A lot has been said, and will probably continue to be said, about yesterday's shootings in Arizona. And though the immediate question of "who" was answered pretty quickly, the question of "why" is being loudly debated. It's not as if the answer really matters. It's human nature to look for answers in the face of senseless violence. But when Jared Laughner, the latest in a line of madmen to shock the imagination of Americans, finally lets us in on his motives, will we be satisfied?
Probably not. It only took a few hours for the various media outlets to pontificate on the reasons. The general consensus is inflammatory political rhetoric. Fingers are being pointed. Websites are being scanned for clues and within minutes of the news of the shooting, pages were being taken down. The most popular one is the infamous Sarah Palin crosshairs map. To be honest, I had never heard of this thing until yesterday. I can see why people have focused on this image but as a cause for the shooting? Seems a little far fetched. I'm no fan of Palin but I can't believe anyone could look at the crosshairs on the map and think she was calling for a violent attack. While this recent election season was certainly the nastiest in history, it's hard to imagine that anyone could take Sharron Angle's talk of "domestic enemies" in Congress as a call for revolution. When Michael Steele stated that he wanted to send Nancy Pelosi to the firing line, I doubt he was calling for her assassination. It's all election talk.
Unfortunately, this kind of language is very effective. We're in an era of sound bites and quick information and talking in extremes works very well. If you've ever seen interviews of Tea Party supporters, you know what I mean. We're inundated with baseless accusations. Exposing this at this critical time isn't such a bad idea. While each side is knocked back on its heels, it's a good opportunity to hold a mirror up and show us all what we sound like when we're trying to get our way. It's easy to blame Palin or Beck or Limbaugh for inciting hysteria but probably not very accurate. But exposing it isn't irresponsible, as Lamar Alexander claims. I think we all just need to be reminded.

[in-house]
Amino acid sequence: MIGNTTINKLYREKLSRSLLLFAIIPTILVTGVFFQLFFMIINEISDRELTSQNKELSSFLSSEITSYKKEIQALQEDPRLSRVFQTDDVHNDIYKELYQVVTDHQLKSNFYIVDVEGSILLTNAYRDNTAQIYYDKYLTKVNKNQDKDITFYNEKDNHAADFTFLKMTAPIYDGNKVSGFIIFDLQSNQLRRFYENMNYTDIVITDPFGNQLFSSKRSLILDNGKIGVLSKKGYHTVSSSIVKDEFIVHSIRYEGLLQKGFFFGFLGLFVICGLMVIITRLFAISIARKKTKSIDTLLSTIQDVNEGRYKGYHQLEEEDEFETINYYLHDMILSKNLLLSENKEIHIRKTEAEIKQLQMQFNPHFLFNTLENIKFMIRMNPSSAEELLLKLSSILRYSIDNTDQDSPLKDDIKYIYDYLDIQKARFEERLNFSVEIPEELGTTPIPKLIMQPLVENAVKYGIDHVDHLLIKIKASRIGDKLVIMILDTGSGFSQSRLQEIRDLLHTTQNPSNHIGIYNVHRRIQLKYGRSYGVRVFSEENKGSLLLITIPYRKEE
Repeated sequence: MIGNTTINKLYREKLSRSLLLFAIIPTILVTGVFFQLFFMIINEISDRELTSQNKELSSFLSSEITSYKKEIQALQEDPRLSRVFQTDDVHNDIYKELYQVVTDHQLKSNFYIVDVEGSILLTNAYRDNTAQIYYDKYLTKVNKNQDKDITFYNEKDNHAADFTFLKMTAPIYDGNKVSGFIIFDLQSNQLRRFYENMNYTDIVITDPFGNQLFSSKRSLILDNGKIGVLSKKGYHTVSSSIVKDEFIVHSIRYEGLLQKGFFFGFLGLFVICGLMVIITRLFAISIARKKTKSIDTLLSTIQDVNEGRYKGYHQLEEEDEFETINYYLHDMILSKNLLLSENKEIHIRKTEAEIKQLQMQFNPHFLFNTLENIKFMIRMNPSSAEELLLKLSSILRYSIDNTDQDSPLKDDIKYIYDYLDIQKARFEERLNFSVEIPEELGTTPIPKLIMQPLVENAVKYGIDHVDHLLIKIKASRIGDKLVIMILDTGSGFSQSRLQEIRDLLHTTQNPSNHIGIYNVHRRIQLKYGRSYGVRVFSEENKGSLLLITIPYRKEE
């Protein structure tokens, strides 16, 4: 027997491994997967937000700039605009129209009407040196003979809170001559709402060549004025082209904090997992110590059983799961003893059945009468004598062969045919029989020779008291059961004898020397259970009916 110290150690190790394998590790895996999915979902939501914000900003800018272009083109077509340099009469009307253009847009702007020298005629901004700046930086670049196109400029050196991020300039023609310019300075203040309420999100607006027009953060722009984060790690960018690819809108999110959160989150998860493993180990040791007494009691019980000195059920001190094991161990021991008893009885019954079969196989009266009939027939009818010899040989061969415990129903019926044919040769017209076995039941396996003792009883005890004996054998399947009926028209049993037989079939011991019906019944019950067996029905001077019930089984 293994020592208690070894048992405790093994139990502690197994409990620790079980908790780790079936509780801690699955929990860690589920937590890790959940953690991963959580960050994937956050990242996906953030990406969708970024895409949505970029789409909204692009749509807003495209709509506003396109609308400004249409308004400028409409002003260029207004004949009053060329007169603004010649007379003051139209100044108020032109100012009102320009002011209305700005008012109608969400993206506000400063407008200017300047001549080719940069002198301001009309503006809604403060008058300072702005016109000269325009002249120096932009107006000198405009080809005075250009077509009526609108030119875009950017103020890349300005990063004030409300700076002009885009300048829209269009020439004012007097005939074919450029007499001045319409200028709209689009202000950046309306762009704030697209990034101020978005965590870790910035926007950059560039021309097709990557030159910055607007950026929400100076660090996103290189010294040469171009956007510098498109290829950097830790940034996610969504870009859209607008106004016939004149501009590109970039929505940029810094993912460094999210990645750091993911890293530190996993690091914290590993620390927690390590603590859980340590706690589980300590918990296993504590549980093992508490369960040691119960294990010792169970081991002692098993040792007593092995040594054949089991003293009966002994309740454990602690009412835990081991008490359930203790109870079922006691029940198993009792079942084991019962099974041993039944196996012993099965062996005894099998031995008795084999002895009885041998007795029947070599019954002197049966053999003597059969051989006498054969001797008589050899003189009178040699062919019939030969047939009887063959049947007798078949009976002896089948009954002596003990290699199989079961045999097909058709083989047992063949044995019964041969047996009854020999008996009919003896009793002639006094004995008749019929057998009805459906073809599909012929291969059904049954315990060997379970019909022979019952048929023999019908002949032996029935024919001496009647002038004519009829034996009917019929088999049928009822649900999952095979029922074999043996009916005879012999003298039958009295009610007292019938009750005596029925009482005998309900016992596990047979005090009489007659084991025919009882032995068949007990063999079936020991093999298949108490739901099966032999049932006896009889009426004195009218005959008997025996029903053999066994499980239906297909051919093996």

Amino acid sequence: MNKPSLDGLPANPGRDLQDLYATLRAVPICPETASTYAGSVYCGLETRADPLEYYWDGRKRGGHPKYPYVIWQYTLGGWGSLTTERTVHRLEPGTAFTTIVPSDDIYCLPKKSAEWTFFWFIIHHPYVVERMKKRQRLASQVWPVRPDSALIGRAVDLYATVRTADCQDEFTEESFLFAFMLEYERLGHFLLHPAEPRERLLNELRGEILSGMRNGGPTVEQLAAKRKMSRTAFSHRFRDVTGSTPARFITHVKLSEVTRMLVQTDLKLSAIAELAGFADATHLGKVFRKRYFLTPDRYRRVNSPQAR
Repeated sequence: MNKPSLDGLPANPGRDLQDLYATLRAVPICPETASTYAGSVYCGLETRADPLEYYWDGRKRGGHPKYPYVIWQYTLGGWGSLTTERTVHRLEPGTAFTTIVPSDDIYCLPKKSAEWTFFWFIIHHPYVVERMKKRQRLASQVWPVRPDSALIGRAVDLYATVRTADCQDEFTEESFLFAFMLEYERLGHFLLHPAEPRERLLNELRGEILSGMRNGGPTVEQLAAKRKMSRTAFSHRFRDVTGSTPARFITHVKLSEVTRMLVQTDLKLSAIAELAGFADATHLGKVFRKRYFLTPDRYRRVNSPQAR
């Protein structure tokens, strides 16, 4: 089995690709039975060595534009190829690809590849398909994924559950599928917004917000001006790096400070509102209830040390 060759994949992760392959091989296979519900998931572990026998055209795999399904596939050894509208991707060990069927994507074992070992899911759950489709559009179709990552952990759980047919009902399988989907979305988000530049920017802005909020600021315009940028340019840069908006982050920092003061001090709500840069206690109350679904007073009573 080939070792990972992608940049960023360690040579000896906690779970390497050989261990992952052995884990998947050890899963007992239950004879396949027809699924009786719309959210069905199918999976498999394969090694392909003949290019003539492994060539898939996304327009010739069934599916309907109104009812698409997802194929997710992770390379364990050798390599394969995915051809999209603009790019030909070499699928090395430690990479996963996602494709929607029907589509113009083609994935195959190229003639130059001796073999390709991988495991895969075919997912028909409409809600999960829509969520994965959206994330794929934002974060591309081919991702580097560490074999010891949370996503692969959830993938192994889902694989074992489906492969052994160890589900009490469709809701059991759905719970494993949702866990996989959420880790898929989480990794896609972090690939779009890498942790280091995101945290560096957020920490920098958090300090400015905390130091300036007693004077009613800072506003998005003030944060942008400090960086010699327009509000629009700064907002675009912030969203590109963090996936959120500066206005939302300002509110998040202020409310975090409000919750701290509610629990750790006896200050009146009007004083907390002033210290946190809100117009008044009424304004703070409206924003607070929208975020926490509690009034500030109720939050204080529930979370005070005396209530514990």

We may never be able to find the answers. And as time passes, we'll spend more time pointing fingers than looking for accuracy. But let's say it's not the fault of all the poisonous, hyperbolic rhetoric. Let's just take this opportunity to tone it down a bit. When we hear ludicrous claims from our elected representatives or from the talking heads, let's be smarter than them. One of the great things about being American is our right to question our leaders instead of following them blindly. Let's be Americans again. How far back do we need to go? When was the last time politics was, at the very least, civil?